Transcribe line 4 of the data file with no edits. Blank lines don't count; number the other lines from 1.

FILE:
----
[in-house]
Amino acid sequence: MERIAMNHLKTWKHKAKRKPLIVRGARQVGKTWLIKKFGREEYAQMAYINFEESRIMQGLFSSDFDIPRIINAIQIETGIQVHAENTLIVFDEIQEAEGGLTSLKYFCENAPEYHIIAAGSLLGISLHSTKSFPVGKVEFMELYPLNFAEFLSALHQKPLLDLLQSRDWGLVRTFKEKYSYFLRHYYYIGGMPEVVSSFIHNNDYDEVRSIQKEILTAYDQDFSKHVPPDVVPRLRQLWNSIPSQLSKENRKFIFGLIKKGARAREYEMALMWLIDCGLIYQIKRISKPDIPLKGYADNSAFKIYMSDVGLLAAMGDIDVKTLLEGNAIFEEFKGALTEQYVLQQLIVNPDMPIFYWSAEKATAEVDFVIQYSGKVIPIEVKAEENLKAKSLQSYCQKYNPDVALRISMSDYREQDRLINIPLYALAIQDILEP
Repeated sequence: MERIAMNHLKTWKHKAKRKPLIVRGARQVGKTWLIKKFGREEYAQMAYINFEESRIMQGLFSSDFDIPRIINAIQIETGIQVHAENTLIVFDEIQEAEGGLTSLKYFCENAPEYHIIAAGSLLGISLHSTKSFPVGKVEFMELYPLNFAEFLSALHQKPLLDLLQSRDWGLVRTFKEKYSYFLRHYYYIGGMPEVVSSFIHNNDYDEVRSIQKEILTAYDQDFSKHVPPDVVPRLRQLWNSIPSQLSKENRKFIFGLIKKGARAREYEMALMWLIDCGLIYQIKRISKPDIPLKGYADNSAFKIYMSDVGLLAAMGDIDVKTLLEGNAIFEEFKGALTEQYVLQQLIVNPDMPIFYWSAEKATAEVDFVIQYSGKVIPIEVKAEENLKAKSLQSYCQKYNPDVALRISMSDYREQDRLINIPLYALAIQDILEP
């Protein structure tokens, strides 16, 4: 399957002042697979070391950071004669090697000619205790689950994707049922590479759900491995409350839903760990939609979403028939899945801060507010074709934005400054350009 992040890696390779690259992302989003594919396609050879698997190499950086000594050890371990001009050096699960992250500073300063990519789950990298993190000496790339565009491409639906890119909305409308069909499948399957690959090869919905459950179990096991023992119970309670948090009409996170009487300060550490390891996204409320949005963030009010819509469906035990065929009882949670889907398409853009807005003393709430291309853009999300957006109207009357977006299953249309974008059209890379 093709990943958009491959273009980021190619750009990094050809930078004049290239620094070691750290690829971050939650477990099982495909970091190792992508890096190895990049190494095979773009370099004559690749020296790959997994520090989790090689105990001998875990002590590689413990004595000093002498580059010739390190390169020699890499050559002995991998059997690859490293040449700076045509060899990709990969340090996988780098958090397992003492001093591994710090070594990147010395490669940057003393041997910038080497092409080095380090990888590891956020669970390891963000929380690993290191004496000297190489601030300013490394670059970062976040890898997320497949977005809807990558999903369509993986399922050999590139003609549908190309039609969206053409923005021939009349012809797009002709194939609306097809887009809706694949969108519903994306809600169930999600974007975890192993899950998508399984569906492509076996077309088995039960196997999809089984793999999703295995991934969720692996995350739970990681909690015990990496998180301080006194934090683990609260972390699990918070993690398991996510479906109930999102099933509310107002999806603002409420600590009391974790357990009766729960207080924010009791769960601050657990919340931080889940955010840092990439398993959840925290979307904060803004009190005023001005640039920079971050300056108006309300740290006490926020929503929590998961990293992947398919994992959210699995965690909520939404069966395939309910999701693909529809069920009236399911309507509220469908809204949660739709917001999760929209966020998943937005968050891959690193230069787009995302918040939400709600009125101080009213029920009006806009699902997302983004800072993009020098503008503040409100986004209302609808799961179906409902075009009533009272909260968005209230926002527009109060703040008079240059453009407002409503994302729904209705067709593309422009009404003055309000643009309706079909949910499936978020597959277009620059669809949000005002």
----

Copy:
């Protein structure tokens, strides 16, 4: 399957002042697979070391950071004669090697000619205790689950994707049922590479759900491995409350839903760990939609979403028939899945801060507010074709934005400054350009 992040890696390779690259992302989003594919396609050879698997190499950086000594050890371990001009050096699960992250500073300063990519789950990298993190000496790339565009491409639906890119909305409308069909499948399957690959090869919905459950179990096991023992119970309670948090009409996170009487300060550490390891996204409320949005963030009010819509469906035990065929009882949670889907398409853009807005003393709430291309853009999300957006109207009357977006299953249309974008059209890379 093709990943958009491959273009980021190619750009990094050809930078004049290239620094070691750290690829971050939650477990099982495909970091190792992508890096190895990049190494095979773009370099004559690749020296790959997994520090989790090689105990001998875990002590590689413990004595000093002498580059010739390190390169020699890499050559002995991998059997690859490293040449700076045509060899990709990969340090996988780098958090397992003492001093591994710090070594990147010395490669940057003393041997910038080497092409080095380090990888590891956020669970390891963000929380690993290191004496000297190489601030300013490394670059970062976040890898997320497949977005809807990558999903369509993986399922050999590139003609549908190309039609969206053409923005021939009349012809797009002709194939609306097809887009809706694949969108519903994306809600169930999600974007975890192993899950998508399984569906492509076996077309088995039960196997999809089984793999999703295995991934969720692996995350739970990681909690015990990496998180301080006194934090683990609260972390699990918070993690398991996510479906109930999102099933509310107002999806603002409420600590009391974790357990009766729960207080924010009791769960601050657990919340931080889940955010840092990439398993959840925290979307904060803004009190005023001005640039920079971050300056108006309300740290006490926020929503929590998961990293992947398919994992959210699995965690909520939404069966395939309910999701693909529809069920009236399911309507509220469908809204949660739709917001999760929209966020998943937005968050891959690193230069787009995302918040939400709600009125101080009213029920009006806009699902997302983004800072993009020098503008503040409100986004209302609808799961179906409902075009009533009272909260968005209230926002527009109060703040008079240059453009407002409503994302729904209705067709593309422009009404003055309000643009309706079909949910499936978020597959277009620059669809949000005002």